Women in the workplace have come a long way in the past century. They’ve contributed to countless industries’ success, increasing from a general workforce of 8.2 million in 1920 to more than 78.6 million strong in 2018, according to the U.S. Department of Labor (DOL). Although women have cemented themselves as staples in the teaching and nursing sectors, women in engineering still have a long way to go to welcome more women into this expanding field; the proof is in the numbers.
Today, women make up more than 50% of all college-educated people in the workforce, yet the National Science Foundation (NSF) estimates that women only account for 28% of all science and engineering occupations. A separate DOL study shows an even greater gap between the genders, as just 16% of engineering workers in the STEM field are women.
On top of employment divides between men and women in the engineering field, women are faced with significant discrepancy in pay. The wage gap between men and women in science and engineering fields is truly eye-opening, as men earned an average of $86,000 in 2015 compared to just $57,000 for women during that same year, according to the NSF.
Clearly, there’s still significant ground to cover to promote women in the engineering industry. But where can women who are interested in becoming engineers and advancing to management positions turn to for added support? Let’s find out!
Start Bridging the Gap
With the engineering field projected to add nearly 140,000 new jobs between 2016 and 2026, the time is nowto put women in positions to succeed in this growing industry. An engineering society is the first step in connecting like-minded professionals with one another to advance their careers. Engineering societies enable members to…
Access a global network of engineering management professionals so women can explore employment opportunities and receive the latest updates on the engineering profession.
Explore industry publications such as the Guide to the Engineering Management Body of Knowledge (EMBoK), Engineering Management Journal (EMJ), and Engineering Management Handbook. These resources are must-haves for women interested in the engineering field and elevating their careers.
Take advantage of professional development opportunities such as International Annual Conference (IAC) and its Proceedings, webinars, and newsletters with best practices in the field.
Don’t Forget Your Certifications
In addition to networking opportunities, publications, and professional development resources, engineering societies also provide certifications that help women advance their careers. The Certified Associate in Engineering Management (CAEM) certification provides the groundwork for women to receive the necessary technology, financial resources, strategic planning, and operational knowledge to strengthen their employment credentials.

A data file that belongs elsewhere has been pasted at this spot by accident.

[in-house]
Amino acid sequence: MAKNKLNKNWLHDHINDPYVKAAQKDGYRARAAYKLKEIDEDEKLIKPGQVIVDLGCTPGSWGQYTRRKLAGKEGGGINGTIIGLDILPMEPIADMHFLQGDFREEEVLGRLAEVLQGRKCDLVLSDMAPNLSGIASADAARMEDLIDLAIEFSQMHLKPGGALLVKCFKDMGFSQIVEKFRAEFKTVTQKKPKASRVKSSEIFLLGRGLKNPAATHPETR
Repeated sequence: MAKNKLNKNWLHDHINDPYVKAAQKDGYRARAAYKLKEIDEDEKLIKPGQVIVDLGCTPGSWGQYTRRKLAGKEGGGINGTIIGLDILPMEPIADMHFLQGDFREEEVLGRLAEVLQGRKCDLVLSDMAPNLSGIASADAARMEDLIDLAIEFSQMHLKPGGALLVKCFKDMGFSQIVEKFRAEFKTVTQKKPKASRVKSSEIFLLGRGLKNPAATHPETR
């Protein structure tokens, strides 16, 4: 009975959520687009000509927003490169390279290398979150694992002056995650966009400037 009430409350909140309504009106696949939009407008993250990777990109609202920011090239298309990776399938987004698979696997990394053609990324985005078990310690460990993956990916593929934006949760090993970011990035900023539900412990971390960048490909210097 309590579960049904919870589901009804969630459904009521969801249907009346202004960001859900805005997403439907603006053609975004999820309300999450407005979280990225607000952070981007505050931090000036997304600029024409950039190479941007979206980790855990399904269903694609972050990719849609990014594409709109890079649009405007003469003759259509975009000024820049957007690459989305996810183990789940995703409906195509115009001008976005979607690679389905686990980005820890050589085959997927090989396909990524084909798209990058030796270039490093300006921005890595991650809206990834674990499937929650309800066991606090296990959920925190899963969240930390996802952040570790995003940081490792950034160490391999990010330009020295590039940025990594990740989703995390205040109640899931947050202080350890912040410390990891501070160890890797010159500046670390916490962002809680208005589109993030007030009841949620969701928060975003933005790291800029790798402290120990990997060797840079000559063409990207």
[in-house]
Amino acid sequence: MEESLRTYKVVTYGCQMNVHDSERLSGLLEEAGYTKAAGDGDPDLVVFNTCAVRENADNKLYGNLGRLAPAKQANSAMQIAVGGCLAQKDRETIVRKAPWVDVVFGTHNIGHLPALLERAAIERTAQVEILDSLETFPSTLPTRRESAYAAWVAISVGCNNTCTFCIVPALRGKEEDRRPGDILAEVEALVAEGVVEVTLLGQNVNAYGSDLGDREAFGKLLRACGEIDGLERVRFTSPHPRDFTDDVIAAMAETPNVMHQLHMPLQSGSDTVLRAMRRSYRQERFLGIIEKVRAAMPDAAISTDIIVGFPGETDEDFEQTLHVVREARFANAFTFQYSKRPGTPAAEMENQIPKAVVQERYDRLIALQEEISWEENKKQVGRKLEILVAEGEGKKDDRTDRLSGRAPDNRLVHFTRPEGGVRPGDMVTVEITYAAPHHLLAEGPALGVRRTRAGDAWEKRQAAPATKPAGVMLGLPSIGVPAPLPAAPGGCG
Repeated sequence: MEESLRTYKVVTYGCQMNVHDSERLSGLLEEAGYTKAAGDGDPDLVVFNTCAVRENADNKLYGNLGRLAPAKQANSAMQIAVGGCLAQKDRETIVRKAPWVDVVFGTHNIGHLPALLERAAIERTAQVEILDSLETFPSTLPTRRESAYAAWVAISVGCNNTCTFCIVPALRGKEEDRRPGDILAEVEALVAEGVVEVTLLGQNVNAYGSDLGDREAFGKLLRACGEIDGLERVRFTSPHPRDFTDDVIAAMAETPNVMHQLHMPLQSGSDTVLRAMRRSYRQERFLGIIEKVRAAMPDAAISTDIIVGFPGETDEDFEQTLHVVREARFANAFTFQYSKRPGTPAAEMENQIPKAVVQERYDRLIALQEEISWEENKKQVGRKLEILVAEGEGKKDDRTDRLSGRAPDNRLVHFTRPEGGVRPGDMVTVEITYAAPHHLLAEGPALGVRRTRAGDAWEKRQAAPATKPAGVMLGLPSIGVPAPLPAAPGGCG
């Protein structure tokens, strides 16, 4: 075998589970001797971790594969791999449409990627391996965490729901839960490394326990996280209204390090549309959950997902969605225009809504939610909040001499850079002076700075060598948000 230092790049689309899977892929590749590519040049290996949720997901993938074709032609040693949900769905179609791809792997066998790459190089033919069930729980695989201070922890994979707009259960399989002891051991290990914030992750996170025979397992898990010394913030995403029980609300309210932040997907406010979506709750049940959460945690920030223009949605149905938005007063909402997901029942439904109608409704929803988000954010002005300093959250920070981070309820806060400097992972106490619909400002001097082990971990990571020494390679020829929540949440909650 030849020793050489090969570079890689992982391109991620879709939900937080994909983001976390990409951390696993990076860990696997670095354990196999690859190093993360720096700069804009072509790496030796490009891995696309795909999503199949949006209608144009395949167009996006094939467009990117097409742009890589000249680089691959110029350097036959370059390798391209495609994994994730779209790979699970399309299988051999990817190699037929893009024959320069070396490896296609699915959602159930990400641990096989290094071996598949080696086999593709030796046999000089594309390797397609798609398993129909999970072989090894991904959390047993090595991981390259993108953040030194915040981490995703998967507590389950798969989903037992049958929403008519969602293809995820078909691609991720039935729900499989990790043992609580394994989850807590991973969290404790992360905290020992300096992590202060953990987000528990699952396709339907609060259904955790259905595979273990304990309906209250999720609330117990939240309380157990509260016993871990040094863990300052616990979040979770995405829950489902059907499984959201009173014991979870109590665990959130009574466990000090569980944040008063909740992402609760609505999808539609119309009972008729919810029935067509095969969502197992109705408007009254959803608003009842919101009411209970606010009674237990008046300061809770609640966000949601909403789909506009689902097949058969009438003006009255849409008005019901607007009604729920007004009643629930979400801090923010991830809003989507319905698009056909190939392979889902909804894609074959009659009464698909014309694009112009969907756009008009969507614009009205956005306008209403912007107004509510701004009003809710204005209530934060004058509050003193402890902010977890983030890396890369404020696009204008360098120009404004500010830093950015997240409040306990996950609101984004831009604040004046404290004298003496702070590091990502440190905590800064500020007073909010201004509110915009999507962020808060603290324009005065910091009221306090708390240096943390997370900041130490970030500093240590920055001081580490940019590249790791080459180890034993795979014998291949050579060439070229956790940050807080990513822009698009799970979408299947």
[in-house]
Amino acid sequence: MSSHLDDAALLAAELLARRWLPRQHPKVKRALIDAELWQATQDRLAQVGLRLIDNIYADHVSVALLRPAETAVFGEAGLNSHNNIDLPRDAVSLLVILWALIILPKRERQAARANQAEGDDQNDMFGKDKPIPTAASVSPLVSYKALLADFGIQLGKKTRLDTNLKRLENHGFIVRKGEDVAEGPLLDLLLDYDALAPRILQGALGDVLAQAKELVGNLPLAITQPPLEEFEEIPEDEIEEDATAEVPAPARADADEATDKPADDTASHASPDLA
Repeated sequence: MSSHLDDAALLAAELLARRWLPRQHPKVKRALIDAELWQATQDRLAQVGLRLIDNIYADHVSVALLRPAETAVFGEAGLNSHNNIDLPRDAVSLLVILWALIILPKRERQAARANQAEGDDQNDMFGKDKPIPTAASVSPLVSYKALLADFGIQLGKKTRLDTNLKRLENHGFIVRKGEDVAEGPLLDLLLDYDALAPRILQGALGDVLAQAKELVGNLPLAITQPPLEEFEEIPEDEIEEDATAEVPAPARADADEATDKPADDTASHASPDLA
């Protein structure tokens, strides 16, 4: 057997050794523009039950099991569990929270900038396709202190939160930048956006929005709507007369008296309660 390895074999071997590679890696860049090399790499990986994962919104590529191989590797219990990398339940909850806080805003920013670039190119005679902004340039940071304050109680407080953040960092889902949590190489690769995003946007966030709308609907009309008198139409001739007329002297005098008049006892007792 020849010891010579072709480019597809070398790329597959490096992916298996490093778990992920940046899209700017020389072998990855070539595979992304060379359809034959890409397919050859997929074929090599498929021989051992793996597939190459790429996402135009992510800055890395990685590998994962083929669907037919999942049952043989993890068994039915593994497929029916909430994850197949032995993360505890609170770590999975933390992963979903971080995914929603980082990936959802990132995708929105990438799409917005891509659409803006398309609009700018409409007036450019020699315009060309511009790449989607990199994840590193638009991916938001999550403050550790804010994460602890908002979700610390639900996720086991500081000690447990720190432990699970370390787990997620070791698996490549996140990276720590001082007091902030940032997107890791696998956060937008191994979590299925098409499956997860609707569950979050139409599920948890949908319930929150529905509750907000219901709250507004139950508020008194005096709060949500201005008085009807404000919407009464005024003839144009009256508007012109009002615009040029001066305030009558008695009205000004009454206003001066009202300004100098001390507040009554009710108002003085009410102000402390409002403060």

Women who are looking to climb the corporate ladder to an engineering management position will benefit greatly from the Certified Professional in Engineering Management (CPEM) certification. The CPEM certification is designed for engineering professionals who have several years of execution, leadership, project, design, and management experience. With a CPEM certification, women will have the opportunity to showcase their technical operations management skills to further their engineering careers.
But completing these certifications is just the beginning to honing long-term skills in the engineering field. Women must maintain their professional engineering management by keeping up with their recertifications. Don’t let all that hard work go to waste.
Build a Better Future Today
The engineering industry is trending in the right direction, but there’s so much work left to be done to ensure women succeed in this expanding marketplace. The American Society for Engineering Management (ASEM) is committed to helping build a brighter, more diverse future for the engineering field. If you’re looking for resources to refine your engineering knowledge to accelerate your career, or you’re searching for certifications, ongoing training, and professional development materials that will elevate you to a management position, ASEM has you covered.
ASEM is always looking for opportunities to promote diversity in engineering on a global scale. In addition to sponsoring STEM-related events such as the Annual STEM Capitol Hill Day, ASEM has joined other professional societies, most notably the Society of Women Engineers, to help women advance in the engineering field.
The past 100 years have laid the groundwork for women to enter the workforce and succeed across countless industries. For STEM-related professionals, there are still barriers that we must be overcome. ASEM is committed to ensuring the next 100 years welcomes more women engineers into the market who are ready to make this industry their own.
Contact us today to join a community of women who are committed to advancing the engineering field by furthering their career aspirations. Also, keep an eye out for more ASEM blogs in the future, as we tackle other topics regarding diversity & inclusion in engineering.